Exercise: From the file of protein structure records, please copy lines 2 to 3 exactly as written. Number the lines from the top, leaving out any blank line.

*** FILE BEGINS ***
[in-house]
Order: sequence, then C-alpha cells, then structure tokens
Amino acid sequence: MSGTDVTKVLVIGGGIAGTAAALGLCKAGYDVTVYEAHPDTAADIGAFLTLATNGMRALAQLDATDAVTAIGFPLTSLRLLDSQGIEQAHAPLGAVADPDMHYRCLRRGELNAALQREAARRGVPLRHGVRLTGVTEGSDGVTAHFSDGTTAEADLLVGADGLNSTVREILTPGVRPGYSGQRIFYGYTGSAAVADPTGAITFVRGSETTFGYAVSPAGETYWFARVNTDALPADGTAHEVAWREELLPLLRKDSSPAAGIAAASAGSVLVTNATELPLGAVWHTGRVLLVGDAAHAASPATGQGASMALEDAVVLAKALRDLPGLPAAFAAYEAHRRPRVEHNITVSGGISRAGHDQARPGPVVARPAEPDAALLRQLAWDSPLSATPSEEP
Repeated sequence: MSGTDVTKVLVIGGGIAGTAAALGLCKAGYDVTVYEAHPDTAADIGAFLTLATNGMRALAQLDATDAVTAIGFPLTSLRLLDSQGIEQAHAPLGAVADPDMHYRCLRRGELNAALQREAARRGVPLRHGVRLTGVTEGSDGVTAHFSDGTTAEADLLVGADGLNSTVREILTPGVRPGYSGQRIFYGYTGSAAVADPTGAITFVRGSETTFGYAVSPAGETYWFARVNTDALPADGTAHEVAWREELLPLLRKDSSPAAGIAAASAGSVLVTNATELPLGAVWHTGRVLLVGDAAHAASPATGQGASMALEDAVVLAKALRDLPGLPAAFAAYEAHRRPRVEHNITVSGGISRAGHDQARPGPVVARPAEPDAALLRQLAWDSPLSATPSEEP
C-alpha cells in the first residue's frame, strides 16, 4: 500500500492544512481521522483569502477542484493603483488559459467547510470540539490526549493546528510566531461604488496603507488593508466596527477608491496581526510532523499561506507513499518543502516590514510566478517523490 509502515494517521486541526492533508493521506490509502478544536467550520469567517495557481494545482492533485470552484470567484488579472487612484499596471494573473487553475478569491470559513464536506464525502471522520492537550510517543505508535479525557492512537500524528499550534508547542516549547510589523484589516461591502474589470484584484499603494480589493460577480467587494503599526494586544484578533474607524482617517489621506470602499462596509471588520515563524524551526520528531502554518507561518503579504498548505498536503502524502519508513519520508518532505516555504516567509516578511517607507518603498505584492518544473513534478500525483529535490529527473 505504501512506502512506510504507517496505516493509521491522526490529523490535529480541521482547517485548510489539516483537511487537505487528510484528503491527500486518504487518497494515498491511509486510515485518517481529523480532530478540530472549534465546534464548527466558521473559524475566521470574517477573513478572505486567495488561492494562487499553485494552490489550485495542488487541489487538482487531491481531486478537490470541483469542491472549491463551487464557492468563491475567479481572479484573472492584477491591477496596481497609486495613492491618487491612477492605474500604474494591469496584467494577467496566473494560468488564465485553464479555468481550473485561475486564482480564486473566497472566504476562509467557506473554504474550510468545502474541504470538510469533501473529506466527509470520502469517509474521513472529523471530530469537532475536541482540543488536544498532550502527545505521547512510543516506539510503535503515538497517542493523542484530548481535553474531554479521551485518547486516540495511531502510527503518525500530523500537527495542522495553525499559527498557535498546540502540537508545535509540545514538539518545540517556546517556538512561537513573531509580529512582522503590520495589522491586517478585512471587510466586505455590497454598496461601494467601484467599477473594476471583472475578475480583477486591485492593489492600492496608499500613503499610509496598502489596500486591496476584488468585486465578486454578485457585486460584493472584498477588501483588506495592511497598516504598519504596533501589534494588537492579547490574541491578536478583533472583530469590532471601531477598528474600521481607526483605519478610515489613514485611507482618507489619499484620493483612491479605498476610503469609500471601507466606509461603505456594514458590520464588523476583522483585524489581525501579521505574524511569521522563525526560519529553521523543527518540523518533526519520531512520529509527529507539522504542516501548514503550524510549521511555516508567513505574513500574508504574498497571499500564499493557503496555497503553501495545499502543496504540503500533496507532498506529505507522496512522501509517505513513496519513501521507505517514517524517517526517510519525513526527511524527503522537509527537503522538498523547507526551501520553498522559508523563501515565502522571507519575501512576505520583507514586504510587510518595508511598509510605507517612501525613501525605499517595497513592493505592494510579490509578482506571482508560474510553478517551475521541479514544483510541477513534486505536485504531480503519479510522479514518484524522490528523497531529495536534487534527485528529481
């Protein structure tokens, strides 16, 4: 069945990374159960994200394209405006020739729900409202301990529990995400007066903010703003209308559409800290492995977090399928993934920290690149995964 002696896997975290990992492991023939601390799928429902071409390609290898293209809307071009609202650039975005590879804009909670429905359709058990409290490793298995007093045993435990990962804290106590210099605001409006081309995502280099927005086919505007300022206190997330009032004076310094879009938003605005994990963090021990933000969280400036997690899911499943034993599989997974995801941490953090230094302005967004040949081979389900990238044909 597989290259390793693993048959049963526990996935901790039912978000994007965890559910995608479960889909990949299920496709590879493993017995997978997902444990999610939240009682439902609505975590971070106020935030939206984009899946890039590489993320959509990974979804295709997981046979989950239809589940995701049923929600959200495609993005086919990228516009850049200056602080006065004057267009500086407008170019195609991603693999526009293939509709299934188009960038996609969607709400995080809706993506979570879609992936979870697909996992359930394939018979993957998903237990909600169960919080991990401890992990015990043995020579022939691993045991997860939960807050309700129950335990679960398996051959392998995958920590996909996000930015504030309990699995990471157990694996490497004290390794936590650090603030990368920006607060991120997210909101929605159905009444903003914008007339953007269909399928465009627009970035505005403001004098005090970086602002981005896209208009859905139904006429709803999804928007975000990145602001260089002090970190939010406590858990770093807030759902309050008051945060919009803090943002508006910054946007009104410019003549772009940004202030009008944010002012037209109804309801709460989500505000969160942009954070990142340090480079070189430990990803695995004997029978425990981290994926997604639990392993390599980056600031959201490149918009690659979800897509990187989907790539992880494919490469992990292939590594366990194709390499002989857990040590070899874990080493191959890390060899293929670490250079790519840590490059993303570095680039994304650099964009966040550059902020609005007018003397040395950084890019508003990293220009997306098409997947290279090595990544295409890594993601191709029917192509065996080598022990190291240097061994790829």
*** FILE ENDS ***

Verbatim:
Order: sequence, then C-alpha cells, then structure tokens
Amino acid sequence: MSGTDVTKVLVIGGGIAGTAAALGLCKAGYDVTVYEAHPDTAADIGAFLTLATNGMRALAQLDATDAVTAIGFPLTSLRLLDSQGIEQAHAPLGAVADPDMHYRCLRRGELNAALQREAARRGVPLRHGVRLTGVTEGSDGVTAHFSDGTTAEADLLVGADGLNSTVREILTPGVRPGYSGQRIFYGYTGSAAVADPTGAITFVRGSETTFGYAVSPAGETYWFARVNTDALPADGTAHEVAWREELLPLLRKDSSPAAGIAAASAGSVLVTNATELPLGAVWHTGRVLLVGDAAHAASPATGQGASMALEDAVVLAKALRDLPGLPAAFAAYEAHRRPRVEHNITVSGGISRAGHDQARPGPVVARPAEPDAALLRQLAWDSPLSATPSEEP